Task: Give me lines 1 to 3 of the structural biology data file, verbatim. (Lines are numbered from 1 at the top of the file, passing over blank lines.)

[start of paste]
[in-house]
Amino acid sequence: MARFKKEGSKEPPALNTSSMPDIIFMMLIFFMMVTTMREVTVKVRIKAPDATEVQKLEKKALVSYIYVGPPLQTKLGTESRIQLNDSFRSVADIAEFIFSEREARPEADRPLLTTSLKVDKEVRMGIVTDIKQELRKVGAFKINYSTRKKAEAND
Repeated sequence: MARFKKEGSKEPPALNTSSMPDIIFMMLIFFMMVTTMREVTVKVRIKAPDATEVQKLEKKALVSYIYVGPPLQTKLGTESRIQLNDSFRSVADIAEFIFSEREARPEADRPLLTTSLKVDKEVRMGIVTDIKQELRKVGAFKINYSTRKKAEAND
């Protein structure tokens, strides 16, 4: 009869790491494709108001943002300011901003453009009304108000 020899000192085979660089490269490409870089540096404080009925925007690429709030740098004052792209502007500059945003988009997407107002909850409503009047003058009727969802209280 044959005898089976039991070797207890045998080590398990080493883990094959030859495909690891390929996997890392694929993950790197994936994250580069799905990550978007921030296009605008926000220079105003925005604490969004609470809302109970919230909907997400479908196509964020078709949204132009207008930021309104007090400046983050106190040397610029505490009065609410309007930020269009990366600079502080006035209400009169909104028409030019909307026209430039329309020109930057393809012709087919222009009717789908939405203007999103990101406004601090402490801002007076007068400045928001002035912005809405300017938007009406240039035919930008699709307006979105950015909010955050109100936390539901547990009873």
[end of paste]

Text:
[in-house]
Amino acid sequence: MARFKKEGSKEPPALNTSSMPDIIFMMLIFFMMVTTMREVTVKVRIKAPDATEVQKLEKKALVSYIYVGPPLQTKLGTESRIQLNDSFRSVADIAEFIFSEREARPEADRPLLTTSLKVDKEVRMGIVTDIKQELRKVGAFKINYSTRKKAEAND
Repeated sequence: MARFKKEGSKEPPALNTSSMPDIIFMMLIFFMMVTTMREVTVKVRIKAPDATEVQKLEKKALVSYIYVGPPLQTKLGTESRIQLNDSFRSVADIAEFIFSEREARPEADRPLLTTSLKVDKEVRMGIVTDIKQELRKVGAFKINYSTRKKAEAND